Joe Weiss moved from New York to Miami Beach in 1913. Miami Beach was incorporated in 1915. For 80 years, Joe’s has been an integral part of the City. Joe’s Stone Crab Restaurant and the city of Miami Beach grew up together enjoying good times and suffering through bad ones. The restaurant is family owned. Many of the employees think of themselves as part of the family and some have been there as long as 30 to 40 years.
A book titled, Eat at Joe’s, written in 1993, by Joe Ann Bass (who is Joe’s granddaughter) and Richard Sax, provide many of the facts about the history of Joe’s. Joe Weiss suffered from asthma while living in New York. His doctor suggested a move to a warmer climate. At the time, Joe was a waiter and his wife, Jennie, was a cook. They had a son, Jesse, who was born in 1907.
In 1913, after borrowing $50 from his life-insurance policy, Joe headed for Florida. Before long, Joe began to operate a lunch stand. He soon sent for Jennie and six-year old (daughter) Jesse, who arrived in Miami by train. In 1918, they bought a small house on Biscayne Street where they lived and set up their own restaurant simply called Joe’s Restaurant.
The early 1900s were a boom time in Miami and Joe’s restaurant flourished. For eight years, it was the only restaurant on Miami Beach. In 1913, the Collins Bridge was built, which connected the beach to the mainland. At the time, this was the longest wooden bridge in the world. The township of Miami Beach was incorporated on March 26, 1915. By 1920, the permanent year-round population was 644.
When the County Causeway was built in 1920, it opened the floodgates to the beach, which became known as “America’s Winter Playground.” Between 1920 and 1925, the population grew 400%, reaching 15,000. Developers such as Carl Fisher, John Collins and the Lummus brothers were creating a land boom and Joe’s became the place to meet and enjoy great fish sandwiches. Mosquitoes were a great nuisance, and employees of Joe’s tried to keep them away with smudge pots. The heat in the summer months was almost unbearable, so ceiling fans were installed. The season was short, only about twelve weeks long. But Joe and Jessie persisted through all of the problems.
Two events really catapulted Miami Beach into becoming a major destination. One was the opening of the Hialeah Race Track, west of Miami; the other was the start of the motion picture industry. Palm Beach was the winter residence of many of the tycoons at the time and they would take the train to Miami for the races. They often went to Miami Beach for entertainment.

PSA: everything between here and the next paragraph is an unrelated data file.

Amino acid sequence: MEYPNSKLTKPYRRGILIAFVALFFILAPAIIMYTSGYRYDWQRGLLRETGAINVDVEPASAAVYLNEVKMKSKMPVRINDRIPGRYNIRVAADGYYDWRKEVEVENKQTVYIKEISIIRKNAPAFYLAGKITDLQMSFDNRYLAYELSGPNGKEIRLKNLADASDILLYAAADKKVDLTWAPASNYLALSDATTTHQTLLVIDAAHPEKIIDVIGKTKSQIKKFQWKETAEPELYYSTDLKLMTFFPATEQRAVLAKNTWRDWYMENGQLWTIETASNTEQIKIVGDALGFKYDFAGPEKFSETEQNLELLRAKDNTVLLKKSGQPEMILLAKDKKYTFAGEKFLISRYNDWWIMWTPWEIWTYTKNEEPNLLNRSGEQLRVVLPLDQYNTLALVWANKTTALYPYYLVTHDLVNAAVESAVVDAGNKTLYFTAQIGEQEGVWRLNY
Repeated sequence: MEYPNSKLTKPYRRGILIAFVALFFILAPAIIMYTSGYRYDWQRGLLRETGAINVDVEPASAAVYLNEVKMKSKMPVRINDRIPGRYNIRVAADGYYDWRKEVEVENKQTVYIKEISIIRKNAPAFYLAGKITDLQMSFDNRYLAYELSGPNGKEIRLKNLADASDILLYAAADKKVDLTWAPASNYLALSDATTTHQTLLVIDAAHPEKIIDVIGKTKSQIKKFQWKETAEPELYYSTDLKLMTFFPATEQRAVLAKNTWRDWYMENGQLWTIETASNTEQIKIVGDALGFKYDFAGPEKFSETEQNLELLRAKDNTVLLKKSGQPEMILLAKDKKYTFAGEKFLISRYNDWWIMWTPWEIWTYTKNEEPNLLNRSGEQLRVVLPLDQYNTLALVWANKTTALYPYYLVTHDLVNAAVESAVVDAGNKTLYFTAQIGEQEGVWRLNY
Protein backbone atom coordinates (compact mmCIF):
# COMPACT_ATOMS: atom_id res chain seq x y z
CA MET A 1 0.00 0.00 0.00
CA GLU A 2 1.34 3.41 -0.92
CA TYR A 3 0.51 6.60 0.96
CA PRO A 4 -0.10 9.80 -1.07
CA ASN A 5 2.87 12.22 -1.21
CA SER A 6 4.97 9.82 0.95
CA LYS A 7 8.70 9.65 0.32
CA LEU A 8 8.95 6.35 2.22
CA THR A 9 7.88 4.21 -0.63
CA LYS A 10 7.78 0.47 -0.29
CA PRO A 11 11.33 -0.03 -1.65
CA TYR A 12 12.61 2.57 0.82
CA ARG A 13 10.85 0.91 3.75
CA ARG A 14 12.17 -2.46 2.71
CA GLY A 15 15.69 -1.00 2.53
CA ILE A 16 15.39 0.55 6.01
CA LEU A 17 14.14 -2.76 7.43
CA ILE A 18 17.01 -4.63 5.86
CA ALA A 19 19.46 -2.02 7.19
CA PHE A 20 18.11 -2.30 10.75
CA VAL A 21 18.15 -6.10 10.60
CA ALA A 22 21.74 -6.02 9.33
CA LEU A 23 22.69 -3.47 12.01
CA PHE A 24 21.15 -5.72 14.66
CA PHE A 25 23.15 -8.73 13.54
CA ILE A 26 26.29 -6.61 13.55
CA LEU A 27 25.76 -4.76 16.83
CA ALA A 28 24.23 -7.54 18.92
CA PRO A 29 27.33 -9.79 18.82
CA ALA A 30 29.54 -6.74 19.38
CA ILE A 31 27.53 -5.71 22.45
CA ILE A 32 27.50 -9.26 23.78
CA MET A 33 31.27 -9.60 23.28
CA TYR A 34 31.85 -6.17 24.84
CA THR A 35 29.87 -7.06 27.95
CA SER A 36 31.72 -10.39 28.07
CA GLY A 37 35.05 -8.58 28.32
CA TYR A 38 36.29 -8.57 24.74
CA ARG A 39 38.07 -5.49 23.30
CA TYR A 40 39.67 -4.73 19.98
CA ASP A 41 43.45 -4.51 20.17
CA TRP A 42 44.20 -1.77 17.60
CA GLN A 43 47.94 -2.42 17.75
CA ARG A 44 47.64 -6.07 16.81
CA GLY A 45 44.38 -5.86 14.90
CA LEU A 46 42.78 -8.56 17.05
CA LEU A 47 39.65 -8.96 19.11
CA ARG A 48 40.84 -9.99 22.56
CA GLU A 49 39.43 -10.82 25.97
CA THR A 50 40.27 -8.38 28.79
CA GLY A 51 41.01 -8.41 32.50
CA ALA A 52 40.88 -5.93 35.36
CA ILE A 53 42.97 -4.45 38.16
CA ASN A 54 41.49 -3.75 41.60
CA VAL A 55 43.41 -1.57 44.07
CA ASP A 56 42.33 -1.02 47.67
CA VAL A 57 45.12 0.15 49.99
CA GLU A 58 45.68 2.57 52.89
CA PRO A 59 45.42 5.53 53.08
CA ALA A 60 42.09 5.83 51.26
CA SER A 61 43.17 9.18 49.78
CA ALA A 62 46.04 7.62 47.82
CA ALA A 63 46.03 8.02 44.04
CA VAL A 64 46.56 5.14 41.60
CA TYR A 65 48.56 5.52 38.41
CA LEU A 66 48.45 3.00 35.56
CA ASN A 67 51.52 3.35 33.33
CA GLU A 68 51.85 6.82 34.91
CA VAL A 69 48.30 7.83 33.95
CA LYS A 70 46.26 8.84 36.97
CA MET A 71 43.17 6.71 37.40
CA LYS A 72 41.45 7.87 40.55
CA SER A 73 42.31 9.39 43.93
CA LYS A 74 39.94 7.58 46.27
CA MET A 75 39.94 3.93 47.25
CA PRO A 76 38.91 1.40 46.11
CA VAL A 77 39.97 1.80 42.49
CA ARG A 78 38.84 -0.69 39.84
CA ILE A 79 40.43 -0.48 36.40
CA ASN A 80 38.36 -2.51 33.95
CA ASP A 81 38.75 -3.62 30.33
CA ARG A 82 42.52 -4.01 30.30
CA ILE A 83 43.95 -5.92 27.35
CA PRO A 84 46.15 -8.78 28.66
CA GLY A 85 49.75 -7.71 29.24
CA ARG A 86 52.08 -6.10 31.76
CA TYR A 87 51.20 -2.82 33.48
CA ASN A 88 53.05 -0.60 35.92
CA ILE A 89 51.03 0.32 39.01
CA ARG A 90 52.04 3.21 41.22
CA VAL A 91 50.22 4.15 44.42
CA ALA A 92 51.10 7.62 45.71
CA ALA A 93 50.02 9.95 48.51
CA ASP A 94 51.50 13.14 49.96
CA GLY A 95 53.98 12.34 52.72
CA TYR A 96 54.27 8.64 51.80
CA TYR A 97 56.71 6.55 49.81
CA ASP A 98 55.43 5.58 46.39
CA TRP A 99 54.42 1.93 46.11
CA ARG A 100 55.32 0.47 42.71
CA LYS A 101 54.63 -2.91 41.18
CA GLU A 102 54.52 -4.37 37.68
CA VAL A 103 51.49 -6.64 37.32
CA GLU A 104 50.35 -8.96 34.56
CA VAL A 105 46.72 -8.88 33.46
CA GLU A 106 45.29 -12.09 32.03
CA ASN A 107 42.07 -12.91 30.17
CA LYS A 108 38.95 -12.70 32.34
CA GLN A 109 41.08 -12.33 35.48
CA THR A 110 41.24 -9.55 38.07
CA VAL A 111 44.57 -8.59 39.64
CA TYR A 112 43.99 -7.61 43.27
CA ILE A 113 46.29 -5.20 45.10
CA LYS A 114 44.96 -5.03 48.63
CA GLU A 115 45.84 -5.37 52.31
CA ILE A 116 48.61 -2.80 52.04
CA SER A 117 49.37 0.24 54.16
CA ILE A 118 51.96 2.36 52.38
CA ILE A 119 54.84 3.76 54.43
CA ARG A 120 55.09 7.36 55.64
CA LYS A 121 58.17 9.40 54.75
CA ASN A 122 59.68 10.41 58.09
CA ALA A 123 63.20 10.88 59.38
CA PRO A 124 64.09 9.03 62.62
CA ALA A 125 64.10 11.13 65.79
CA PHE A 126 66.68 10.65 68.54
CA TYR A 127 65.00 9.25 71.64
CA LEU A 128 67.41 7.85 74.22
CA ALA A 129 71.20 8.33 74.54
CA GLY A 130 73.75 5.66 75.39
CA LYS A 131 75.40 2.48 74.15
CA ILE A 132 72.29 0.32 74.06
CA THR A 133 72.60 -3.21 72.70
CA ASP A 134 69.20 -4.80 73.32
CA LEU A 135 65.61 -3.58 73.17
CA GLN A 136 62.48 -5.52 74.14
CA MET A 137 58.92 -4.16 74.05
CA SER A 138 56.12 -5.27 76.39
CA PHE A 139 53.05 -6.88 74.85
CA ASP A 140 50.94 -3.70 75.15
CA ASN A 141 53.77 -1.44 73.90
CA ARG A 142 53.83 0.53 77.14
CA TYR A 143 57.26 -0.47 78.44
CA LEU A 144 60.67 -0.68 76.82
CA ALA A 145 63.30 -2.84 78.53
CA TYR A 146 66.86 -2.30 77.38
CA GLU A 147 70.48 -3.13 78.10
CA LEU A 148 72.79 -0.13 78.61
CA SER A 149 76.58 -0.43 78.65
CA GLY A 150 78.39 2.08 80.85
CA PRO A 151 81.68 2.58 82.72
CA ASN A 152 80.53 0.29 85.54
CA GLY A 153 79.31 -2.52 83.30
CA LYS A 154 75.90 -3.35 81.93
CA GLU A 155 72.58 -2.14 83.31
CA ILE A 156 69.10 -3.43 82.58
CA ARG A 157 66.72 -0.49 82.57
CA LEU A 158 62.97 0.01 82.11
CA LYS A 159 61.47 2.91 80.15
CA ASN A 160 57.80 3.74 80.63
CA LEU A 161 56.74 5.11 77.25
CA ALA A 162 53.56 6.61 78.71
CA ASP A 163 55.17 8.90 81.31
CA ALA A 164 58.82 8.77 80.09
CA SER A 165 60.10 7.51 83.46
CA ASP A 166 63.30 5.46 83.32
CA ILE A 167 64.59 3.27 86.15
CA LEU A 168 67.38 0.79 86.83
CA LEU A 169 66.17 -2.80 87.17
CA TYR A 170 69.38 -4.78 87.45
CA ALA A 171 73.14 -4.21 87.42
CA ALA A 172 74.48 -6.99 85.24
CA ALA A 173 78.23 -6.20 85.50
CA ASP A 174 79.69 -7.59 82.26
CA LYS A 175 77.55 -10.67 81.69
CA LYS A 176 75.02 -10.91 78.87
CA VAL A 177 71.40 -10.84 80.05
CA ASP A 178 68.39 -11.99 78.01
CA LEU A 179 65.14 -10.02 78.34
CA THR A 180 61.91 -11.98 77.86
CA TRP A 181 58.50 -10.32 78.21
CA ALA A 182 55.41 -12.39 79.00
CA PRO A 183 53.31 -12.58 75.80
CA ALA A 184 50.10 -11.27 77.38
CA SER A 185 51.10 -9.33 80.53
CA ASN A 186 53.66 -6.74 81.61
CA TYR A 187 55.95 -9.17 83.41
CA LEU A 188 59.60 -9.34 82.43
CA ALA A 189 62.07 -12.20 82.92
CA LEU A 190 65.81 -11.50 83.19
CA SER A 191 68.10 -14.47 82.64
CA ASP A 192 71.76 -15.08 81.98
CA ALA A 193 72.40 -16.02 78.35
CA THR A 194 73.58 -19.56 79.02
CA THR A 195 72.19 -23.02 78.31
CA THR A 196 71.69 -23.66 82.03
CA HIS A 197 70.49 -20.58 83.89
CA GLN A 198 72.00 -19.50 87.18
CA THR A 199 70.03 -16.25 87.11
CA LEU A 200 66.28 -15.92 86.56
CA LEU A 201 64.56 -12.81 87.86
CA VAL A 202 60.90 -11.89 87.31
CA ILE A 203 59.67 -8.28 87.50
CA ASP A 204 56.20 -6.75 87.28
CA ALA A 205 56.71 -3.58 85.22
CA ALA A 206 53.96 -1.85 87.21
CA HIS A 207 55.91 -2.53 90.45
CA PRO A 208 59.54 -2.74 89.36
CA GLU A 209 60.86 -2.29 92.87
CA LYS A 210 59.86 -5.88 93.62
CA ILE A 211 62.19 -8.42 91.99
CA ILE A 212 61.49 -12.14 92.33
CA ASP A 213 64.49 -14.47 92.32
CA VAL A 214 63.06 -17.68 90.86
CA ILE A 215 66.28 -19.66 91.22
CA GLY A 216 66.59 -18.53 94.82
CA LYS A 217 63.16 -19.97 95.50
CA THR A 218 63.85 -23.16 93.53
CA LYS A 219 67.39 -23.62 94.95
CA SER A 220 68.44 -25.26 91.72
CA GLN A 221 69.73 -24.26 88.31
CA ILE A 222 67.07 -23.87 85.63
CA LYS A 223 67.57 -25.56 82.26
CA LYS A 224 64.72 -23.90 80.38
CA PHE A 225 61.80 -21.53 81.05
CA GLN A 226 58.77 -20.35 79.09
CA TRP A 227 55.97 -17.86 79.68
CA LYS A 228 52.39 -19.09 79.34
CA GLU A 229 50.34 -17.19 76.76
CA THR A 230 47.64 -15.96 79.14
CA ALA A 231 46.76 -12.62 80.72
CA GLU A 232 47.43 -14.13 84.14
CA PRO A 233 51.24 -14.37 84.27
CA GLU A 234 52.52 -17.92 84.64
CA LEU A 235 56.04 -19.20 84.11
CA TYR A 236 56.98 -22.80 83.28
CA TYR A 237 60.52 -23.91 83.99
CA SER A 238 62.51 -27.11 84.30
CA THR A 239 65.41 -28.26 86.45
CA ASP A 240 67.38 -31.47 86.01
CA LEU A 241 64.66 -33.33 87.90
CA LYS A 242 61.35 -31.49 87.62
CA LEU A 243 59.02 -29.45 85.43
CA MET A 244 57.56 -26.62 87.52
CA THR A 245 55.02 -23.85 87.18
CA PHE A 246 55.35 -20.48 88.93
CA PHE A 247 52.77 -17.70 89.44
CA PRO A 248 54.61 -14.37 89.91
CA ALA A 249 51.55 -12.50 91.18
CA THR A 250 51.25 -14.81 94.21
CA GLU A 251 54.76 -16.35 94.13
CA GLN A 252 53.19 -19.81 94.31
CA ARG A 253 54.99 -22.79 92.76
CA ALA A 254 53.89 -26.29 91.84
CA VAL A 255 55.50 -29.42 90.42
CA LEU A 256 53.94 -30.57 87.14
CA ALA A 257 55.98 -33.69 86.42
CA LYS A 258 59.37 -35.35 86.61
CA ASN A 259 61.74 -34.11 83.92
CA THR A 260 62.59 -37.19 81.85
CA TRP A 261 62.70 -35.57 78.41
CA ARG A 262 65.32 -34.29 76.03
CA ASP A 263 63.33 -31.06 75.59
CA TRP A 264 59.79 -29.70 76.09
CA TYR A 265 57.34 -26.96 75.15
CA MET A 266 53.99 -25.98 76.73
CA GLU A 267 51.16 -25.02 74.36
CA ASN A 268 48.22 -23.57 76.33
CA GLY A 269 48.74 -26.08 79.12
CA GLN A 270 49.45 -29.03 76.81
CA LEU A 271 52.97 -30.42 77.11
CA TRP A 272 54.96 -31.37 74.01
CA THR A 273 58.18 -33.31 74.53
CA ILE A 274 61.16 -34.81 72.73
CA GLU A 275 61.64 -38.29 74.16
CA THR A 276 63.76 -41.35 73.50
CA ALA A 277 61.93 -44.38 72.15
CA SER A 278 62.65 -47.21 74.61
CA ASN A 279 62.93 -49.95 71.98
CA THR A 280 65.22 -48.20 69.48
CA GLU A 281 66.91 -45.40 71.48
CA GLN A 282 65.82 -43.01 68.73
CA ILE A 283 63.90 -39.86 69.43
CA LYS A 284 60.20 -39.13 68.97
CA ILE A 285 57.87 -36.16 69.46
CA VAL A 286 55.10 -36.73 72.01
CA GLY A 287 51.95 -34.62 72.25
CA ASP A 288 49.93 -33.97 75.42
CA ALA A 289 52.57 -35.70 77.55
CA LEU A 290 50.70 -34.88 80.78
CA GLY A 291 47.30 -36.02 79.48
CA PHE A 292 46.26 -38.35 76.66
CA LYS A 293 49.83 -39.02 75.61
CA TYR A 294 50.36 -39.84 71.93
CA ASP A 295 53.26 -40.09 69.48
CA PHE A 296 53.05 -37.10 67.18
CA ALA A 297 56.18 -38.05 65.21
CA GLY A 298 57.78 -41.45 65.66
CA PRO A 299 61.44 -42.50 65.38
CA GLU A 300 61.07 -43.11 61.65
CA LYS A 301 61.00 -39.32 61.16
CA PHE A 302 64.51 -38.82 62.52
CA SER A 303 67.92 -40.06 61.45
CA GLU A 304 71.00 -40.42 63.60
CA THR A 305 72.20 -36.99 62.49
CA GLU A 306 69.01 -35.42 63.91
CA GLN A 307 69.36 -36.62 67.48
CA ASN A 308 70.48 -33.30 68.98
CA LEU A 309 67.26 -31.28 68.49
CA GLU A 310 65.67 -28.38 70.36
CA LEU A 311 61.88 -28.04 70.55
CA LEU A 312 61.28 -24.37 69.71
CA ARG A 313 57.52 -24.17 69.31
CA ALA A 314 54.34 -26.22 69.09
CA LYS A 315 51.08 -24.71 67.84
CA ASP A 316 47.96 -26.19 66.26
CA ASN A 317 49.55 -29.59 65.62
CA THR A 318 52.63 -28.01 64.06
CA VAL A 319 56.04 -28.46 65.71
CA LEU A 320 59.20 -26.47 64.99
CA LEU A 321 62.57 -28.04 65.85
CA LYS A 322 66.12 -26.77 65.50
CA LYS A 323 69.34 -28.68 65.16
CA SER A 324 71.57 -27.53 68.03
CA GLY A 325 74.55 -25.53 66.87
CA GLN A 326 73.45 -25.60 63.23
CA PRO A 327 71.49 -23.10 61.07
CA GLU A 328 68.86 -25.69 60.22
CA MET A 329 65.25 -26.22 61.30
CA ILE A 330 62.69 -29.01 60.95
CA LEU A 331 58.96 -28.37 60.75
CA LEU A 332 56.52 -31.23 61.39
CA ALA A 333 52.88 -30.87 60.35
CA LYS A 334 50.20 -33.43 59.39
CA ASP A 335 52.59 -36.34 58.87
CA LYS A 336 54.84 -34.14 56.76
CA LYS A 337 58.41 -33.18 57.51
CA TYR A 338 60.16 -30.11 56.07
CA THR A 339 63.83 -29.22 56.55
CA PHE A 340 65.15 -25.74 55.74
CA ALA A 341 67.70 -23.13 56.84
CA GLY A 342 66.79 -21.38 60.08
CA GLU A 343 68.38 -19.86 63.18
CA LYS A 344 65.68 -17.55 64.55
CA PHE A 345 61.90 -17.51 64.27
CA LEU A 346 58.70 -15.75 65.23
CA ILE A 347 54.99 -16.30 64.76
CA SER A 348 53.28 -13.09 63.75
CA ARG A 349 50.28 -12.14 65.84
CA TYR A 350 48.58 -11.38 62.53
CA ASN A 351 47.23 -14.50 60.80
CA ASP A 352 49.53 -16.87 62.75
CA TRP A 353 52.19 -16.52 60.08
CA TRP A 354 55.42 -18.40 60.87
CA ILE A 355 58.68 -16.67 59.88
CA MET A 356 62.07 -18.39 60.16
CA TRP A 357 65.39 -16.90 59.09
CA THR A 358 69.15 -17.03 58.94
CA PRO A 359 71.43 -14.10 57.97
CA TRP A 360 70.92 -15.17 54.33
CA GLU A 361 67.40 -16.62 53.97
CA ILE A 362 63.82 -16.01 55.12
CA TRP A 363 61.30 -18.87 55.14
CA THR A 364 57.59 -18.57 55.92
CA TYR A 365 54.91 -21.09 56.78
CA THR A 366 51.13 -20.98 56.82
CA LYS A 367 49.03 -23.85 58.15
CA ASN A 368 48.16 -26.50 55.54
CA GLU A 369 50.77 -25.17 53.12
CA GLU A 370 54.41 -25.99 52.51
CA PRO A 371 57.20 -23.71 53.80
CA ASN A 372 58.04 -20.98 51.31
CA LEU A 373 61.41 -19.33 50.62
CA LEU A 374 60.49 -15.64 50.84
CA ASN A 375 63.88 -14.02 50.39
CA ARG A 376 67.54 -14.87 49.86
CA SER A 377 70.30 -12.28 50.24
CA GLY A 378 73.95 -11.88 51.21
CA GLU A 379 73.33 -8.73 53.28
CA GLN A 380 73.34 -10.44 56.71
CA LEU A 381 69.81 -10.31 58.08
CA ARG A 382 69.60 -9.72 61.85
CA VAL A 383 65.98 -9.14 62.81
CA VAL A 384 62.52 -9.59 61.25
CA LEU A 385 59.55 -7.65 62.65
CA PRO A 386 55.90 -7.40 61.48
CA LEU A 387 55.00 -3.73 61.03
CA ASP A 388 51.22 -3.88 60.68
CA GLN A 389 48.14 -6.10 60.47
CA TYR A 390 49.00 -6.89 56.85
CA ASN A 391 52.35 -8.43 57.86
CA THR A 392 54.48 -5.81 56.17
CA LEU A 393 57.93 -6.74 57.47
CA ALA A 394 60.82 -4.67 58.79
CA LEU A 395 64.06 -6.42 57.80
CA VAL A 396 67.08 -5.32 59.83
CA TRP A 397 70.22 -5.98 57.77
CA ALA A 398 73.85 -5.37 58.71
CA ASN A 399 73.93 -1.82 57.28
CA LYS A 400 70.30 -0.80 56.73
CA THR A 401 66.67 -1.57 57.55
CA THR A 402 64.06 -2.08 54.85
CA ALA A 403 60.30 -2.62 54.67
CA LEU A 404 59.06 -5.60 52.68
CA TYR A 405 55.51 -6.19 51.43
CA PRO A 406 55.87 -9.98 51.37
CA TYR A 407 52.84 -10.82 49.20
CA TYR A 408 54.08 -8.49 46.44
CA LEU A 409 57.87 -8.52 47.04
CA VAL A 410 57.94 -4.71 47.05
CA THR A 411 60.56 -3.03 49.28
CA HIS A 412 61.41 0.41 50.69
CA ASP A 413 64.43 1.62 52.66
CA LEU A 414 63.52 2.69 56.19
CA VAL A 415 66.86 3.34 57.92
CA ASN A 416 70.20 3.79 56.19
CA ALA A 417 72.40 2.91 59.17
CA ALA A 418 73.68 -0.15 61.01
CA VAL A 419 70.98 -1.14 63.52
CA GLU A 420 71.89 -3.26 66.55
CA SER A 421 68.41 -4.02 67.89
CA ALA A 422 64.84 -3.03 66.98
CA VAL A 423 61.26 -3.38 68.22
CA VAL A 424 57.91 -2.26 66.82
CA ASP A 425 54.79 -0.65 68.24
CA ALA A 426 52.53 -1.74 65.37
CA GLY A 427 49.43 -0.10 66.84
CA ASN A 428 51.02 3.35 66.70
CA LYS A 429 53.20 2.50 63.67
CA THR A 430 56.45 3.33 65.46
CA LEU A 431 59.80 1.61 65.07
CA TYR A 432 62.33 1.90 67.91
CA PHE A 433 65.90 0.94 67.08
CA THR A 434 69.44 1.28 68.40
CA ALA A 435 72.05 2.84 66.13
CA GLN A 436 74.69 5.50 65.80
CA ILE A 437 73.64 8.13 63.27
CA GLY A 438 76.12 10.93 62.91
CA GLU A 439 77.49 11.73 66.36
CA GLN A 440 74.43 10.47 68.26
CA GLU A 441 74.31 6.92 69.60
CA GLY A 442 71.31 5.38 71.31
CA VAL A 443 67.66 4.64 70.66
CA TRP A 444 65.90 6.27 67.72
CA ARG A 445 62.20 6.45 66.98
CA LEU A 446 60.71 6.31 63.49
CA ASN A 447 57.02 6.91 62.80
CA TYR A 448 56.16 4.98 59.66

Stone crabs were abundant in Biscayne Bay, but were considered inedible. However, in 1921, James Allison built an aquarium on the bayside and Fifth Street. He invited an ichthyologist, a researcher from Harvard, to visit the aquarium. One day, this man brought a burlap bag full of stone crabs into Joe’s Restaurant and asked Joe if he ever served them to his diners. Joe said that no one would ever eat them.
He did experiment with cooking them. He eventually threw them into a pot of boiling water and tried eating them hot. No good. They were too mushy. Next he tried them cold, and the nice firm meat was appealing. Joe created a mustard sauce and that was just right. Stone crabs became a great success.
The personalities of Joe, Jennie and later, Jesse, permeated the atmosphere at the restaurant. Jennie was known as a tough person, who either liked you or didn’t. She was known to refuse service to people if she objected to their values. If a man came in with a woman who was not his wife, Jennie would not let them stay. On the other hand, some of her favorites were of dubious character. She favored Al Capone, (who went by the name of Al Brown) the gangster, since he was always polite. He sent flowers to her on Mother’s Day.
Jesse Weiss, Joe and Jennie’s son, was a colorful man, who loved horse racing and women. He had seven marriages, finally settling down with wife number seven, Grace, for more than fifty years. Grace became mother to Jesse’s daughter, Jo Ann, from his first marriage. At the time, Grace was in her early twenties and Jo Ann was fourteen. It took a while, but they finally became close friends.
When Jesse took over the restaurant in 1945, it was close to bankruptcy. Grace worked with Jesse to pay every bill. There were also some old gambling debts that Joe had incurred. It took four years until every bill was paid. During this time, the name was changed from Joe’s Restaurant to Joe’s Stone Crab.
Jennie died in 1988, and then Jesse was left to run things. Starting in 1985, Jo Ann has been running the restaurant. Jo Ann’s two children have assumed major roles. They represent the fourth generation. The season lasts for seven months, but the restaurant is now open year round. About 2,000 pounds of stone crabs are served every day during the peak of the season.
Joe’s Stone Crab is one of the most profitable privately-owned restaurants in the country, ranking in the top six. It is even more remarkable that the restaurant has lasted for eighty years.